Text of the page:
Andrew's TC story

I should preface my cancer experience by saying that I've been incredibly lucky. I don't yet consider myself out of the woods, but so far I've "dodged the bullet" pretty well.

About me: I'm 37, married, no kids (but with three cats and a dog!), have always been physically active - running, biking, rollerblading, etc. I'm an artist, and I also work for the University of Virginia ("real job" to pay the bills). I'm not "overly" healthy - I have actually been known to eat junk food and am not rabid about exercise, but I've always been in pretty good shape and a fairly healthy person.

It all started because I couldn't stand my doctor. My PCP (Primary Care Physician) was one of those docs who just can't listen to a thing you say - she'd brush off complaints, not listen to what I had to say, etc. I'm a runner, and every time I'd go to her with any kind of a running injury, she'd say "You know, you really should think about giving up running and try swimming instead". Like that's what a runner wants to hear!

I had had a small amount of pain in "that general area" for a little while - or not really pain so much as just a little discomfort. So I went to her (the aforementioned awful doc) because I was having some discomfort when I did any lifting at work, and asked if it was some type of hernia type condition - what do I know? So she checks out my back and tells me not to lift anything too heavy, and not to pick up things from floor level, but from higher up. ("Hello, Doc - What if the things are on the floor - Do I will them to levitate so I can reach them?")

Fed up, I finally switched doctors. You know the drill - new doc, complete physical. Okay, I hadn't had one in a couple years - Why not? Physical scheduled for about a month away. About a week before, I noticed that one of my testicles felt "odd". Like it was shrunken and hard and rough. Used to be a grape, now it was a raisin. Or not that small, but it just didn't feel like its usual, happy self. Okay, I'll ask the doc when I go next week.

Cancer wasn't even on my mind. I thought if anything the testicle had died for some reason - again, what do I know? My (new) doc - who is great, by the way - very thorough, very good listener - won't tell me that yes, it is cancer, but tells me that's his guess and sends me to a urologist.

Here again, I'm very lucky: Preliminary diagnosis on a Friday, ultrasound Monday, Urologist appointment Tuesday, surgery Friday. Testicle gone, cancer removed! In all of this, for me, the waiting is the hardest. My urologist still didn't know for sure that it was cancer (though he was pretty sure once he saw it) until the surgery. Actually hearing that yes, it is cancer, wasn't nearly as hard as worrying about what it was and what it would all mean.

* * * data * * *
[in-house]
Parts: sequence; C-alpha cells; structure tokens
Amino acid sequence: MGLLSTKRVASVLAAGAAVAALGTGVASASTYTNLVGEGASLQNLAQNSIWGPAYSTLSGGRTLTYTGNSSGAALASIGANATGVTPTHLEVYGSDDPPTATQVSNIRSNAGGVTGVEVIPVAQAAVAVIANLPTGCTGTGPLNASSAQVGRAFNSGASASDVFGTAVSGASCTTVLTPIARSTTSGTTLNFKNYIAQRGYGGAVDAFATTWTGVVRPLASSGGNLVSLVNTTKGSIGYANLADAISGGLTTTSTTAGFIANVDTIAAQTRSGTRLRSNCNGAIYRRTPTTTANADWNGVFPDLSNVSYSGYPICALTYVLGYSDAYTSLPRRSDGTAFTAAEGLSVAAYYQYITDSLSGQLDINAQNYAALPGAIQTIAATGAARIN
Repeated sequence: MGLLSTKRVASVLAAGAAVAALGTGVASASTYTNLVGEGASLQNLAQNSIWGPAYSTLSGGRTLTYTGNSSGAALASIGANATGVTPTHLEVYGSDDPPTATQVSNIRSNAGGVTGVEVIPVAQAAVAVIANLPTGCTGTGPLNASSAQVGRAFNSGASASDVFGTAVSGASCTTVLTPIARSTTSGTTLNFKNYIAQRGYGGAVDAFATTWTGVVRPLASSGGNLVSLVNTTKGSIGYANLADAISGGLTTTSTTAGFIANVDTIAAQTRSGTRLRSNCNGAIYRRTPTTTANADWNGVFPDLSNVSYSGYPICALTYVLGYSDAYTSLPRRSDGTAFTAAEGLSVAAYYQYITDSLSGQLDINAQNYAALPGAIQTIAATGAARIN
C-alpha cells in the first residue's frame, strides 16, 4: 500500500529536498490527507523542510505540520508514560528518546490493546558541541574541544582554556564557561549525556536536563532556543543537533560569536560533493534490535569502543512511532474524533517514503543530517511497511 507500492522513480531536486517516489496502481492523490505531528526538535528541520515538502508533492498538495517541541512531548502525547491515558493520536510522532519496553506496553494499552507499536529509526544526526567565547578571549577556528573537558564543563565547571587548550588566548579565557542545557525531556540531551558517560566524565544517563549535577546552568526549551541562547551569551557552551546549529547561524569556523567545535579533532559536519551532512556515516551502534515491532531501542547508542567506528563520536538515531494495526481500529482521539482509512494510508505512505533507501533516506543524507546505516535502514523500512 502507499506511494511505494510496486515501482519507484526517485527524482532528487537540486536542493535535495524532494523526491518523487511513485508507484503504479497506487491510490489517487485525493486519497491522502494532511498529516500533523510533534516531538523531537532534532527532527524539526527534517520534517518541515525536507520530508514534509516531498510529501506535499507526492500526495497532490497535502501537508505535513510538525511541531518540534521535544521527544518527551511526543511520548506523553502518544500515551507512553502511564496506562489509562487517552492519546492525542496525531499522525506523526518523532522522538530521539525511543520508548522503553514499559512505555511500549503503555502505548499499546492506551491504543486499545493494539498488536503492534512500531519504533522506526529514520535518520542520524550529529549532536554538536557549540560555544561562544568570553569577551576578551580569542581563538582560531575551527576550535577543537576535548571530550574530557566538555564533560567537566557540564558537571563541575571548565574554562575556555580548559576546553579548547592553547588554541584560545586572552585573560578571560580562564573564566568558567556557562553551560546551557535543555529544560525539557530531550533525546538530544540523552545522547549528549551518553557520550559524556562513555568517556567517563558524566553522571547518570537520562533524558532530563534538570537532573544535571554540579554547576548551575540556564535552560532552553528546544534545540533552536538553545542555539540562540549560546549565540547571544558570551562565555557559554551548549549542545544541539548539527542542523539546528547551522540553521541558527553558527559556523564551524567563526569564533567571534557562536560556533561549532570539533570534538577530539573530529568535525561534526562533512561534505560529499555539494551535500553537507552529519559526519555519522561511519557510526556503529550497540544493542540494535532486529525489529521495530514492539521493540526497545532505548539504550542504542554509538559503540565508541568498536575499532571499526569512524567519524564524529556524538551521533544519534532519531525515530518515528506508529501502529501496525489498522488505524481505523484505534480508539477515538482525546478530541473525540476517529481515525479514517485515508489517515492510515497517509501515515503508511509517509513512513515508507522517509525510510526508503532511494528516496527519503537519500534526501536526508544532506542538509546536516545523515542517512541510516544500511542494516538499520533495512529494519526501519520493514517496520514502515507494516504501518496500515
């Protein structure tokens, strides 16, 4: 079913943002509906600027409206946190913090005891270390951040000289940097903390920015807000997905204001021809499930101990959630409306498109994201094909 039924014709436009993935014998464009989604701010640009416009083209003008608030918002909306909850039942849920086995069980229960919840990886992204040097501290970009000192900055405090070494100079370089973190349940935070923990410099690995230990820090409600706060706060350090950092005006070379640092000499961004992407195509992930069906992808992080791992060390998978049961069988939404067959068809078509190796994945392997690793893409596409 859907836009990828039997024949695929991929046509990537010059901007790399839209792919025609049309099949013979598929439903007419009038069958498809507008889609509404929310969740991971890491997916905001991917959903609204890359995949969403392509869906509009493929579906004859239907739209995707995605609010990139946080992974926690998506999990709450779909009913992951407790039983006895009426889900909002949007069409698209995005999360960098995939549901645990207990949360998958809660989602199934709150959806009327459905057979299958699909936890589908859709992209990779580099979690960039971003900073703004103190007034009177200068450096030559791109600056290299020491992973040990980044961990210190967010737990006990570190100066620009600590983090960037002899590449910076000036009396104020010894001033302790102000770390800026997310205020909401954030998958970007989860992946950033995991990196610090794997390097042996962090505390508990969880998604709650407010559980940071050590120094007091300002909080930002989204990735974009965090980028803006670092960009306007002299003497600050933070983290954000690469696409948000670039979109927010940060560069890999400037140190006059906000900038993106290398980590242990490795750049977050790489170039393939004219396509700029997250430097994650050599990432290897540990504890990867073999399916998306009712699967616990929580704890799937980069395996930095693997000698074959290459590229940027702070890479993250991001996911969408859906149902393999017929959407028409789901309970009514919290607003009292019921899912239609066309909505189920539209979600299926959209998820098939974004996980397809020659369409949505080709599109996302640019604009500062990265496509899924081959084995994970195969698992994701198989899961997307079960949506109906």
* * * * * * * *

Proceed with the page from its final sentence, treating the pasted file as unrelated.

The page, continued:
And, considering that it was cancer, good news it was: It was a seminoma, stage I. No evidence of it having spread anywhere. If you're gonna have cancer, this is about as easy a road as you get. I was even given the option of not having radiation. That would be the next part of the story. I talked a lot to my urologist, and to my radiation oncologist, but once I learned the pros and cons, skipping radiation was never something I seriously considered.

This was how it was explained to me: If I didn't do the radiation, I would have about a one in six chance of some kind of recurrence. Not bad odds, and if it did come back, the further treatments are pretty effective. Good news there. But if I did go ahead and do the radiation, it would be closer to 1 to 3 in 100 chance. Now all that's very much a decision that everyone needs to make on their own, but for me (a worrier), knowing that I had done everything I could possibly do to get past it would bring (and has brought) me a lot of peace of mind.

The radiation was tame by radiation standards: Relatively low doses, five days a week for three weeks. Still, it was no fun. I had nausea and vomiting early on and again towards the end, and diarrhea pretty much throughout. Very tired and lethargic. Felt rotten. But survived.

So here I am now, six months out: I am still having some minor problems, which are probably either not related to the cancer or are only marginally related, but I'm getting better. I'm very much back to most of my normal lifestyle, and plan on getting back even more. Through it all I've been lucky - not just with the disease, but I've had great doctors and support people, great family and friends, and best of all a great wife. She was (and is) sympathetic, helpful and kind.

I do not yet consider myself "cured" (although my oncologist has hinted at that term), but I consider myself a healthy person again. Cancer will always be with me - it will always be something I think about and that I fear, but it is something I have, at least for now, gotten past.


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